Gastric cancer is a type of digestive tract cancer with a high morbidity and mortality, which leads to a major health burden worldwide. More research into the functions of the immune system will improve therapy and survival in gastric cancer patients. We attempted to identify potential biomarkers or targets in gastric cancer via bioinformatical analysis approaches. Three gene expression profile datasets (GSE79973, GSE103236, and GSE118916) of gastric tissue samples were obtained from the Gene Expression Omnibus database. There were 65 overlapping differentially expressed genes (DEGs) identified from three microarrays. Gene ontology and Kyoto Encyclopedia of Genes and Genomes pathway were carried out for the key functions and pathways enriched in the DEGs. Then, ten hub genes were identified by protein–protein interaction network. In addition, we observed that collagen type V alpha 2 (COL5A2) was linked to gastric cancer prognosis as well as M2 macrophage infiltration. Furthermore, COL5A2 enhanced gastric cancer cell proliferation through the PI3K-AKT signaling pathway and polarized M2 macrophage cells. Therefore, in this study, we found that COL5A2 was associated with the development of gastric cancer which might function as a potential therapeutic target for the disease.
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MiR-598-5p inhibits breast cancer tumor growth and lung metastasis by targeting PPAPDC1A p. 103
Xinyi Guo, Fan Yang, Liangfei Yu, Ronglan Wen, Xin Zhang, Hui Lin
DOI:10.4103/cjop.CJOP-D-22-00089  PMID:37026213
This study aimed to explore the effects of PPAPDC1A on the malignant phenotype of breast cancer (BC) in vivo and in vitro. PPAPDC1A expression was examined in BC tissues and cell lines by real-time polymerase chain reaction and Western blot. In this article, cell proliferation was evaluated by Cell Counting Kit-8 assay and colony formation assay, and cell migration and invasion were evaluated by wound healing assay and transwell assays. Furthermore, in vivo cell growth and pulmonary metastasis experiments were also performed using nude mice. The results showed that compared with normal tissues and cells, the PPAPDC1A expression in BC tissues and cell lines were both significantly increased. The PPAPDC1A targeting sequence significantly inhibited the PPAPDC1A expression and cell proliferation, migration, and invasion. The results of xenograft showed that knockdown of PPAPDC1A inhibited tumor growth and lung metastasis of BC. Then, the Dual-Luciferase Reporter Assay confirmed that miR-598-5p targeted the regulation of PPAPDC1A expression. In addition, the miR-598-5p expression in BC tissues was lower than that in the normal tissues. The rescue experiment showed that PPAPDC1A overexpression reversed the inhibitory effect of miR-598-5p mimic on cell proliferation, migration, and invasion. In conclusion, PPAPDC1A was highly expressed in BC tissues and cell lines, and miR-598-5p inhibited the malignant phenotype of BC by targeting PPAPDC1A.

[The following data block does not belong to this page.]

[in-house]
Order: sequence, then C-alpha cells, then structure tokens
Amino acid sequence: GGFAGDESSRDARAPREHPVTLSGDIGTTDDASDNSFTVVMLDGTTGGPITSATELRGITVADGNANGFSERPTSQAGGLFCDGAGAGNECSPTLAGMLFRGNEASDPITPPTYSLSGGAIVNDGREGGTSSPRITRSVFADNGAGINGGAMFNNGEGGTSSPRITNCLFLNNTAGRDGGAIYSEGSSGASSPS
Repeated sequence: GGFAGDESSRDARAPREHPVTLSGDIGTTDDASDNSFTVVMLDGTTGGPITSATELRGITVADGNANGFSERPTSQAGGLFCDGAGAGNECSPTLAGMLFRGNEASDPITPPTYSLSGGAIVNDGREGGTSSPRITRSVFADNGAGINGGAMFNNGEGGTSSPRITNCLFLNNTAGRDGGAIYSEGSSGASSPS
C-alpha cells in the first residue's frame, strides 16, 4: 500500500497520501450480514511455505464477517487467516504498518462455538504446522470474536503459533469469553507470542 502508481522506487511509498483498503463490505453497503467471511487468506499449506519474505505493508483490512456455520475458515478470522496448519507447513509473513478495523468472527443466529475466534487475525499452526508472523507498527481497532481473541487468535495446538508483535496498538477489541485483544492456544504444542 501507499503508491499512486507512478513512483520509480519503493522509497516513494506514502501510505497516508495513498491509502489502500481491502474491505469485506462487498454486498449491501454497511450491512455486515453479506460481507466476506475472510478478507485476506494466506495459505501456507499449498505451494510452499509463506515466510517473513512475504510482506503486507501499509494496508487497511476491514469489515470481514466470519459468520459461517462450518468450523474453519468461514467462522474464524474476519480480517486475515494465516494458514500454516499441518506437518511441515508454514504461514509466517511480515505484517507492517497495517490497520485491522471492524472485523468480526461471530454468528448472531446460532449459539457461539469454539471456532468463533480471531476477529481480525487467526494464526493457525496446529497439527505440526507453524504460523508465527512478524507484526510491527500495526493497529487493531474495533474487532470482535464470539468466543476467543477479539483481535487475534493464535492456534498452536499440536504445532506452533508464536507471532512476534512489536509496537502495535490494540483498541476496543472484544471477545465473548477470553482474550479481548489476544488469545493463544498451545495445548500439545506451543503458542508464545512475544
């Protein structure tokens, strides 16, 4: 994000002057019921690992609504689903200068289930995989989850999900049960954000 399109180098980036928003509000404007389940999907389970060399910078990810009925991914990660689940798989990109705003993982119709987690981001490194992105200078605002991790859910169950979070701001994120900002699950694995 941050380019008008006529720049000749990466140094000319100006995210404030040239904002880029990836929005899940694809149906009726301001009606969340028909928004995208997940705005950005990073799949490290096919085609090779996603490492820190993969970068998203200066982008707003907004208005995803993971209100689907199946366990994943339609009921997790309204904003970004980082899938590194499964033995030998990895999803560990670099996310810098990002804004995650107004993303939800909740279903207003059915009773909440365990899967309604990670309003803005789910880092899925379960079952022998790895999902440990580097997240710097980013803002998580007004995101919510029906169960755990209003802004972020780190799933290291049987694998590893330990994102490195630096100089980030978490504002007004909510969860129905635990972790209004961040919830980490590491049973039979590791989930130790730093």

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Stanniocalcin 2 is induced by estrogen and promotes growth in endometrial cancer via AMPK pathway p. 111
Qianqian Wang, Qiqi Wang, Yiqi Zhao
Stanniocalcin 2 (STC2) is identified as a glycosylated peptide hormone and estrogen-responsive gene in cancer cells. STC2 participates in angiogenesis, cell development, cytoprotection, and calcium and phosphate regulation during the development of cancer. The role of STC2 in endometrial cancer (EC) remains unclear. The data from the bioinformatic and immunohistochemical analysis showed that STC2 was upregulated in the EC tissues. The EC cells were treated with 17β-estradiol (E2), and 0.1 μmol/L E2 increased the expression of STC2 in the EC cells. E2 also increased cell viability, promoted proliferation, and inhibited apoptosis of EC. However, the knockdown of STC2 decreased cell viability, reduced proliferation, and promoted apoptosis of E2-stimulated EC. Moreover, silencing of STC2 attenuated E2-induced downregulation of phosphorylated-AMP-activated protein kinase (AMPK) in the EC cells. The loss of STC2 reduced E2-stimulated tumor growth EC in vivo. In conclusion, STC2 deficiency suppressed E2-stimulated proliferation and tumor growth of EC through the activation of AMPK signaling.